Ordinary telephone cable bandwidth capability

  keewaa 18:36 08 Apr 06
Locked

Belkin do a high speed modem cable for up to 100Mbps which is a fancy thick silver thing, and an older cable which look more like ordinary phone wiring.

I was wondering what speed ordinary BT house telephone cabling (that BT have installed in houses for telephone extensions) can handle and if it is all going to have to be upgraded soon as adsl speeds increase ?

  howard63 11:59 09 Apr 06

until such time as all local loops are changed over to fibre optics the copper wire cables will do just nicely.

  Forum Editor 13:12 09 Apr 06

of a twisted pair copper cable is 1Mhz.

There are various external factors which affect the performance of a copper wire connection; these include the length of the copper line, its wire gauge, the presence of bridged taps and cross-coupled interference.

Line attenuation increases with line length and frequency, and decreases as wire diameter increases. A bridged tap is an unterminated wire pair that sits in parallel to the main wire pair. In the local loop they appear when BT (or anyone else) "taps" off an existing pair to provision a new service to someone. Usually this work doesn't involve removing the unused cable segment and a bridged tap is created. In the home, every unused phone jack also represents a bridged tap.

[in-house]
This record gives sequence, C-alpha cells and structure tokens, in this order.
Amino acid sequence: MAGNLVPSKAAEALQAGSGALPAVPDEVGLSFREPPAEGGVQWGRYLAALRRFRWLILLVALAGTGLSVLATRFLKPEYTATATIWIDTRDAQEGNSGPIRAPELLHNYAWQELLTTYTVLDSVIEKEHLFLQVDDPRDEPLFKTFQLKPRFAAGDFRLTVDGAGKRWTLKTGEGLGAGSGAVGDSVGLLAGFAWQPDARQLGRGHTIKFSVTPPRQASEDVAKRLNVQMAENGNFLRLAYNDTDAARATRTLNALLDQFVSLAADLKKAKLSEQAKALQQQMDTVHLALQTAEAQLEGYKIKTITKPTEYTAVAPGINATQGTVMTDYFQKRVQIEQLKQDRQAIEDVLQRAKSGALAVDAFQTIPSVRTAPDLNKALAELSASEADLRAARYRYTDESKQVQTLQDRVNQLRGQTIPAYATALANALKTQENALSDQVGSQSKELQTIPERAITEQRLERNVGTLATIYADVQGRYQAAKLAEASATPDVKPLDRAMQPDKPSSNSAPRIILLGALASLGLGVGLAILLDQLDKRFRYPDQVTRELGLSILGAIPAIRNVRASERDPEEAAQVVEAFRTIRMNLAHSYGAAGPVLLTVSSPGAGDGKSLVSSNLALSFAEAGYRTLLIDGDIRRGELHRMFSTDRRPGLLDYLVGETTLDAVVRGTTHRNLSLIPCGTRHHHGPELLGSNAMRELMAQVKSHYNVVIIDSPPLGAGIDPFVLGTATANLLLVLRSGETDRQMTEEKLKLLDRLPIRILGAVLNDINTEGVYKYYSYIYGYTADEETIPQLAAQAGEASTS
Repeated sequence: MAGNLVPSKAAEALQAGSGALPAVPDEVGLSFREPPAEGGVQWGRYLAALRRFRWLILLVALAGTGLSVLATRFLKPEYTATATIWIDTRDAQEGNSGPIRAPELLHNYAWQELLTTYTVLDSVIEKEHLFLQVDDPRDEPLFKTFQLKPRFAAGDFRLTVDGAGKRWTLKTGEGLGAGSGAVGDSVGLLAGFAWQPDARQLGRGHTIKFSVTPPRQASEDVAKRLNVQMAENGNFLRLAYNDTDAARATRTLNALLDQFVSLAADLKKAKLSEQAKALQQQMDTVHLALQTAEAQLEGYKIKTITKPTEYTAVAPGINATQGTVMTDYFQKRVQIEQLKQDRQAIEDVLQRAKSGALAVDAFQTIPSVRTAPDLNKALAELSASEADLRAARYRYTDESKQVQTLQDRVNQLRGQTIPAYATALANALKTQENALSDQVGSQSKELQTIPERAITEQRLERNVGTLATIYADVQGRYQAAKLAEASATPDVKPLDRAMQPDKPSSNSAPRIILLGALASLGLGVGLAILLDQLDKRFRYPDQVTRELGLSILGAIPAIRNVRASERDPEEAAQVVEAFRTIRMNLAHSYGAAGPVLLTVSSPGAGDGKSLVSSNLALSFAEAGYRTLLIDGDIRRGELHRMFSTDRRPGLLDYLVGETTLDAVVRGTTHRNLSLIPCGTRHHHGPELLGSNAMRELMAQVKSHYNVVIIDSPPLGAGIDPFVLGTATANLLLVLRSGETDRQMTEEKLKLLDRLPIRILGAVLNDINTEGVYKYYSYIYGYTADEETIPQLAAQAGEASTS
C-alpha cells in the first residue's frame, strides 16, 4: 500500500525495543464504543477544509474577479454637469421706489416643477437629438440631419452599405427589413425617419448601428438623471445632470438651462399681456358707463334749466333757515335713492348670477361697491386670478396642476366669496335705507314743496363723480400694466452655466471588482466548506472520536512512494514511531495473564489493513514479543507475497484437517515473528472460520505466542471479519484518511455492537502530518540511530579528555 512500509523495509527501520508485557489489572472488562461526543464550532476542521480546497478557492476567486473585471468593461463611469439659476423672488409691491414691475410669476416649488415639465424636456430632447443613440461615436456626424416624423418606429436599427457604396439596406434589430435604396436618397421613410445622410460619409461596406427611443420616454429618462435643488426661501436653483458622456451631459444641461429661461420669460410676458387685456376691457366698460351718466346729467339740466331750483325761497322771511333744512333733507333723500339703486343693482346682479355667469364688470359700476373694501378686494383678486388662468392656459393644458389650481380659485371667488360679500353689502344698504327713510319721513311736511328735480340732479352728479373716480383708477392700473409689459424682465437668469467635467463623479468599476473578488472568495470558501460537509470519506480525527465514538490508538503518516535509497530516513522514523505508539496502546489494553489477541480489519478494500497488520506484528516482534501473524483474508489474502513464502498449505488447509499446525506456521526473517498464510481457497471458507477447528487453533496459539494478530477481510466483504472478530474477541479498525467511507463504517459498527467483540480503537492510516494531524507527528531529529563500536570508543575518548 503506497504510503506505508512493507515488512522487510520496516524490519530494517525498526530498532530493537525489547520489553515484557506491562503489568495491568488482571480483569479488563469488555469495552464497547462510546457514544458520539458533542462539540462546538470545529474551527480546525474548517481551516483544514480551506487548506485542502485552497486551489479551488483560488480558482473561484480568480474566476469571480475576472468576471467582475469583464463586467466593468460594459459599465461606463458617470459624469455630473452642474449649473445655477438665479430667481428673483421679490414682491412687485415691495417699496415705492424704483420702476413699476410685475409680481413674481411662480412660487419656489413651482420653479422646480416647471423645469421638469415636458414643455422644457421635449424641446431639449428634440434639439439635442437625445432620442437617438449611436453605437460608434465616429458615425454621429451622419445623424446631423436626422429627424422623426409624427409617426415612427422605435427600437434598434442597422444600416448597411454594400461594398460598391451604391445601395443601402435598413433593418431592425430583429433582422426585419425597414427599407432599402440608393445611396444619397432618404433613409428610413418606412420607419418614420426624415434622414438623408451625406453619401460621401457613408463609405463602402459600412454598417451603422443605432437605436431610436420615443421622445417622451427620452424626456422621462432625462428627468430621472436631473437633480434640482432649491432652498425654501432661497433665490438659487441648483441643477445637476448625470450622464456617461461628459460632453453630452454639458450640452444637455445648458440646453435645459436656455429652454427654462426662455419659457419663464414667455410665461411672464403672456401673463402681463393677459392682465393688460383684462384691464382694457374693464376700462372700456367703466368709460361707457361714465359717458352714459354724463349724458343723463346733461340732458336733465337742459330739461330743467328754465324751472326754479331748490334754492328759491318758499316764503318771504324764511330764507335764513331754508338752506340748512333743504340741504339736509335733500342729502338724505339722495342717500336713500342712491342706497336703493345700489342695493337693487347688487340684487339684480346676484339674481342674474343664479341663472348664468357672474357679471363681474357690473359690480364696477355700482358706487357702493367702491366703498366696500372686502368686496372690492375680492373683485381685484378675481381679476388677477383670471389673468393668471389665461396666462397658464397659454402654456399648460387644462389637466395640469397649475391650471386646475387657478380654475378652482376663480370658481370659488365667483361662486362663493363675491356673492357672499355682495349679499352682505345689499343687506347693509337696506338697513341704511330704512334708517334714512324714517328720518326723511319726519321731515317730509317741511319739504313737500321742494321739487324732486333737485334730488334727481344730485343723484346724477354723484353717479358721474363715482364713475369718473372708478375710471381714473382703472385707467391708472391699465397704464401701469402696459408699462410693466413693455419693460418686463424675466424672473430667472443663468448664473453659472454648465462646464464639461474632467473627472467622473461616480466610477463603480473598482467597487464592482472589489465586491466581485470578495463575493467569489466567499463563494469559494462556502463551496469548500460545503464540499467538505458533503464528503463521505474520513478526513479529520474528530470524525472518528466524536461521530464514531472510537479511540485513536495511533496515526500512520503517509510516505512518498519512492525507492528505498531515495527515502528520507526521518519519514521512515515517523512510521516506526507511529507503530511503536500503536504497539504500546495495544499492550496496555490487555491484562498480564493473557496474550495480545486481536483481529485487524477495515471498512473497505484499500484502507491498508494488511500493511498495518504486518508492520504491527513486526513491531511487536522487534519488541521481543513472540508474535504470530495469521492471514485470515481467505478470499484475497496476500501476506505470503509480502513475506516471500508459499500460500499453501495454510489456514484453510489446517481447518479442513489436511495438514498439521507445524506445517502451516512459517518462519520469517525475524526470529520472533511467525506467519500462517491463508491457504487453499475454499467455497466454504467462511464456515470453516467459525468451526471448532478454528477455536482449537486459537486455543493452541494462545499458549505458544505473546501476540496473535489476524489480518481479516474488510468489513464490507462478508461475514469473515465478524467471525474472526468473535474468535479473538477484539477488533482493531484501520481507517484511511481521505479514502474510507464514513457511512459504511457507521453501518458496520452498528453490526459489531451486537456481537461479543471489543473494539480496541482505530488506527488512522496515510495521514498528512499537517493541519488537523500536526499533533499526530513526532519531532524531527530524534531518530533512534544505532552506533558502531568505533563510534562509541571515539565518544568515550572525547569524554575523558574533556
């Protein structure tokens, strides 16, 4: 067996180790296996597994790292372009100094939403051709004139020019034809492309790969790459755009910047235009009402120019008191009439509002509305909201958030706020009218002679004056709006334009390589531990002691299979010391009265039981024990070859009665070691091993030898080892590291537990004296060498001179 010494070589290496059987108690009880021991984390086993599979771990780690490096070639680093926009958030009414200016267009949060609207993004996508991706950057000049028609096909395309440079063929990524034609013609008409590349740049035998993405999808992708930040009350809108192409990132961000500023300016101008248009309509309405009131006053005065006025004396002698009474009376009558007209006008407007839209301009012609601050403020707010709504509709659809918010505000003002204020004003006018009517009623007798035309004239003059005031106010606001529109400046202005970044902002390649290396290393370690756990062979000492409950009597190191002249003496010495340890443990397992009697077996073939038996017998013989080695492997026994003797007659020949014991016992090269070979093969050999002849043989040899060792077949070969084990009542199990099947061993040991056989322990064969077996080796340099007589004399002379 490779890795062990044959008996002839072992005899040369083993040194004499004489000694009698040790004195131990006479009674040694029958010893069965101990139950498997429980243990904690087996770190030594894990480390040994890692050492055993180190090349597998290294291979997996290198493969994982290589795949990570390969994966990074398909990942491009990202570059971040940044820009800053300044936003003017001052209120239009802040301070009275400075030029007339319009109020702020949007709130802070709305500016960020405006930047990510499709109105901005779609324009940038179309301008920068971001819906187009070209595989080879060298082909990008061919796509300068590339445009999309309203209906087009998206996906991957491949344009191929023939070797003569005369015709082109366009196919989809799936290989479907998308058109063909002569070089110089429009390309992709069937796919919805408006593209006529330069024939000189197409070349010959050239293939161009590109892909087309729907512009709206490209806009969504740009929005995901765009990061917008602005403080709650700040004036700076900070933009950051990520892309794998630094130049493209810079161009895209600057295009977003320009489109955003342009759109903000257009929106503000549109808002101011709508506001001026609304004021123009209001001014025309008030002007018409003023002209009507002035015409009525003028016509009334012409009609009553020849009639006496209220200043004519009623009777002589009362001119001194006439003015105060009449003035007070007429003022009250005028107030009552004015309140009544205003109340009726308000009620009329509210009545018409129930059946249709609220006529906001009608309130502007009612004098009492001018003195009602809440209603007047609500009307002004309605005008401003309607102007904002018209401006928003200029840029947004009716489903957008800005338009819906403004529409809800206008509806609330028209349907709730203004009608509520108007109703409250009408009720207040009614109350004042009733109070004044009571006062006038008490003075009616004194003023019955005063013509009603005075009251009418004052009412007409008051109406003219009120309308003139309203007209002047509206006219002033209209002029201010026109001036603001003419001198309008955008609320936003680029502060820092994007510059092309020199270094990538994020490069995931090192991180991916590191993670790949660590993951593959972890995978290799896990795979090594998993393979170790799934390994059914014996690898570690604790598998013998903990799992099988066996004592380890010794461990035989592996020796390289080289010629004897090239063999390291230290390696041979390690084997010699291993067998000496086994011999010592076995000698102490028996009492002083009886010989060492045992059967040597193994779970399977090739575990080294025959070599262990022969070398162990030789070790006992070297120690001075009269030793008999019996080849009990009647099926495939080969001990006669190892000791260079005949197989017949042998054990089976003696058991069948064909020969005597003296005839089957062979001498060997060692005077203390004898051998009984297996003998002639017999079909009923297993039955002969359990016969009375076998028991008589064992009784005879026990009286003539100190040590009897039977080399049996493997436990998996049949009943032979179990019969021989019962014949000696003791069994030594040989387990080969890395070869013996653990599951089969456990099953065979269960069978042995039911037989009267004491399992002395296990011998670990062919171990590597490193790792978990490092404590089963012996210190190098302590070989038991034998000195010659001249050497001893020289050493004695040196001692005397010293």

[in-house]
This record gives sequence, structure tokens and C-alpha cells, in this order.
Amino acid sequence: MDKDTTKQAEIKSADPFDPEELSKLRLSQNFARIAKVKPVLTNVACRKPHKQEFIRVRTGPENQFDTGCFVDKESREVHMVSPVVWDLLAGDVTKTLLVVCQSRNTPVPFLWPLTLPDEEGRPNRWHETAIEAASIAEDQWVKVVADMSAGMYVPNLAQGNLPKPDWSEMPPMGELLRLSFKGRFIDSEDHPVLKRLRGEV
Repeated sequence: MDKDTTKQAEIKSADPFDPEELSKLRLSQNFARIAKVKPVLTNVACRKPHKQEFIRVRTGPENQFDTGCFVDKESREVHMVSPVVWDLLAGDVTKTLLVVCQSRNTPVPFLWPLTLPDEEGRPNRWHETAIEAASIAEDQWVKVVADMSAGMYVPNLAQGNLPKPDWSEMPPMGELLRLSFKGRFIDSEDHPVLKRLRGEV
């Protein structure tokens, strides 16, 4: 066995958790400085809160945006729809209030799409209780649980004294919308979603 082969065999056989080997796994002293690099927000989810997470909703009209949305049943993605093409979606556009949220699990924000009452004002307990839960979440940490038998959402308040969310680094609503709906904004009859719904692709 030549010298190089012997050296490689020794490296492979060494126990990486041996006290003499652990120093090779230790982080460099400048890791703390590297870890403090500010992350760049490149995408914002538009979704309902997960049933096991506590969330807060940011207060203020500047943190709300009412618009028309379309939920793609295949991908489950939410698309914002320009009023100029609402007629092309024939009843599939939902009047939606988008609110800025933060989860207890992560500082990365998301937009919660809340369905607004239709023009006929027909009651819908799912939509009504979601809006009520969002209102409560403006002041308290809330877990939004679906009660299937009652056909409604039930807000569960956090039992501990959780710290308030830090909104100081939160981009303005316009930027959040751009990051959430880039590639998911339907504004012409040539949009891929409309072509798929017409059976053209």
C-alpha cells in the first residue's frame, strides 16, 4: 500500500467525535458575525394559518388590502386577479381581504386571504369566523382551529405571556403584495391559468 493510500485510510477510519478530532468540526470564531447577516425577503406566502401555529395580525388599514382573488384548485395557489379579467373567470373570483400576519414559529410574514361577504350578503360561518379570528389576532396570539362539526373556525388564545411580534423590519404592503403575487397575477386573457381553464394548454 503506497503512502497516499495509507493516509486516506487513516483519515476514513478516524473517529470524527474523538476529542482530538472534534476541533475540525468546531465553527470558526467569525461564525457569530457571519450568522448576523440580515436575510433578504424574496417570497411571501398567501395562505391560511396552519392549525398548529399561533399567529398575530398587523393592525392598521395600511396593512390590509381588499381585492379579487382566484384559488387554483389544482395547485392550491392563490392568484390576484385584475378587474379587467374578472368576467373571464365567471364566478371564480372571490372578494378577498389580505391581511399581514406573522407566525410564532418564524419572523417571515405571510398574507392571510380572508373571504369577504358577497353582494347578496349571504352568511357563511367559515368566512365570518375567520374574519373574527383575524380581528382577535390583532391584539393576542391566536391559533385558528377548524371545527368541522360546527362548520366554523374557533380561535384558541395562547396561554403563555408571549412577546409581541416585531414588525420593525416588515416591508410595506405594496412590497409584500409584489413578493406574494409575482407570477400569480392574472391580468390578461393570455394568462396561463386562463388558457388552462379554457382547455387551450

All in all, the copper wire in our homes makes a pretty good job of handling ADSL services - partly because only a tiny portion of the maximum bandwidth is used by the analogue phone calls we make.

  spuds 13:32 09 Apr 06

I know this is not a direct answer to your question. But when I approached Belkin about usb1 and usb2 cabling, they stated that there wasn't much difference, and whichever cable that I used should give very similar results.This was at the time, usb2 had just come into service, and the usb2 cables were very expensive, compared to usb1 cable.

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